Aside from the occasional invasion by the Borgs, Romulans, Cardassians or warring Klingons, Star Trek‘s vision of life in the 23rd and 24th centuries is pretty exciting and appealing. As Jean-Luc Picard once said in The Next Generation: “A lot has changed in three hundred years. People are no longer obsessed with the accumulation of things. We have eliminated hunger, want, the need for possessions. We have grown out of our infancy.”
From the original series onwards, Trek has always done its best to be as progressive as it can, whether it be Uhura sharing a kiss with Kirk, The Next Generation‘s gender neutrality (which in early episodes, extended to some male crew members wearing skirts), Janeway’s Captaincy of the Voyager or Discovery‘s gay relationship.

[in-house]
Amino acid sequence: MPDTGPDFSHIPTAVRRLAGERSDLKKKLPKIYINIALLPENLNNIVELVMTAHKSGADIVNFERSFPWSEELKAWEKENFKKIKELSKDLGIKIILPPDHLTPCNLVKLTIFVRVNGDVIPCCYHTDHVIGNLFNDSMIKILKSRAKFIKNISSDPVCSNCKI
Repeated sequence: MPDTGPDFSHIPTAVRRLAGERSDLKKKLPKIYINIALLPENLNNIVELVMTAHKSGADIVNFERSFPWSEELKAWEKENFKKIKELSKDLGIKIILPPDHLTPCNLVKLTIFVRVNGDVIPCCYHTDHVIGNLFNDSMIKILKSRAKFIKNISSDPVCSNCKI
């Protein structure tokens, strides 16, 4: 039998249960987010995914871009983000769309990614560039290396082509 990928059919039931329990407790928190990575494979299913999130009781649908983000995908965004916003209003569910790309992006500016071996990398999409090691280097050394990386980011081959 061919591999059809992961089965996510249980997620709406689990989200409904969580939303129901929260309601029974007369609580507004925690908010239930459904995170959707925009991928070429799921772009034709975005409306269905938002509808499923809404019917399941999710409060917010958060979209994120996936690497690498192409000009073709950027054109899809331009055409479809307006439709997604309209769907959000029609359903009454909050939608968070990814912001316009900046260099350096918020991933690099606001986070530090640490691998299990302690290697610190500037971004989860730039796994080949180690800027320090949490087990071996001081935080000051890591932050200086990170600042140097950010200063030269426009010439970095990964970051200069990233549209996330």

But at the moment, it doesn’t exactly feel as if we’re moving towards a shining future of unity and tolerance, so does this vision of what lies ahead still feel relevant in 2018? Well, according to Captain Kirk himself, William Shatner, it certainly does. Speaking at the Creative Arts Emmys, where Trek was honored over the weekend, here’s what the actor said:
Fifty-two years, what a gift to live in this story and this historic moment. Star Trek represents an ideal. One that is greater than the sum of its parts … It shows us what we can be tomorrow. Keep hope. There is possibility in the chaos. We will rise together.
Shatner makes a good point, and it’s a similar sentiment to the one Karl Urban (who plays Bones in the rebooted movies) shared the other week, too. It’s also why Star Trek continues to be loved and adored by millions of people across the globe even 52 years after it first premiered, and why the future of the property looks brighter than ever.
Indeed, Trekkies have much to look forward to over the next little while. From Patrick Stewart returning as Captain Jean-Luc Picard to a second season of Discovery coming in 2019 and, of course, Star Trek 4 still simmering away in pre-production, it’s a good time to be a fan of the franchise and we can’t wait to see where it takes us from here.